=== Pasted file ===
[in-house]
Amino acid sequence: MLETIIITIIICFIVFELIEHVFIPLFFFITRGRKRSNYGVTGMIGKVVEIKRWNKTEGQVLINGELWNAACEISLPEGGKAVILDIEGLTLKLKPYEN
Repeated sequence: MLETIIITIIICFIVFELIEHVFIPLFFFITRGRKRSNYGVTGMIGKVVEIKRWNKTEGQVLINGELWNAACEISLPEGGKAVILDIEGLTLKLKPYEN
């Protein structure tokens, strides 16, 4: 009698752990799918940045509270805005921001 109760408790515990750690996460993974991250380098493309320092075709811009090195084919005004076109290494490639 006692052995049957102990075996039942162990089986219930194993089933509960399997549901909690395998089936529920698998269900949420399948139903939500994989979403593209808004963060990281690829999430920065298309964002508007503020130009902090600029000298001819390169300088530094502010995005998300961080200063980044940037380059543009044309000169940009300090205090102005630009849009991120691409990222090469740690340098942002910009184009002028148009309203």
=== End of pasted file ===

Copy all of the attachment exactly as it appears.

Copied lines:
[in-house]
Amino acid sequence: MLETIIITIIICFIVFELIEHVFIPLFFFITRGRKRSNYGVTGMIGKVVEIKRWNKTEGQVLINGELWNAACEISLPEGGKAVILDIEGLTLKLKPYEN
Repeated sequence: MLETIIITIIICFIVFELIEHVFIPLFFFITRGRKRSNYGVTGMIGKVVEIKRWNKTEGQVLINGELWNAACEISLPEGGKAVILDIEGLTLKLKPYEN
């Protein structure tokens, strides 16, 4: 009698752990799918940045509270805005921001 109760408790515990750690996460993974991250380098493309320092075709811009090195084919005004076109290494490639 006692052995049957102990075996039942162990089986219930194993089933509960399997549901909690395998089936529920698998269900949420399948139903939500994989979403593209808004963060990281690829999430920065298309964002508007503020130009902090600029000298001819390169300088530094502010995005998300961080200063980044940037380059543009044309000169940009300090205090102005630009849009991120691409990222090469740690340098942002910009184009002028148009309203």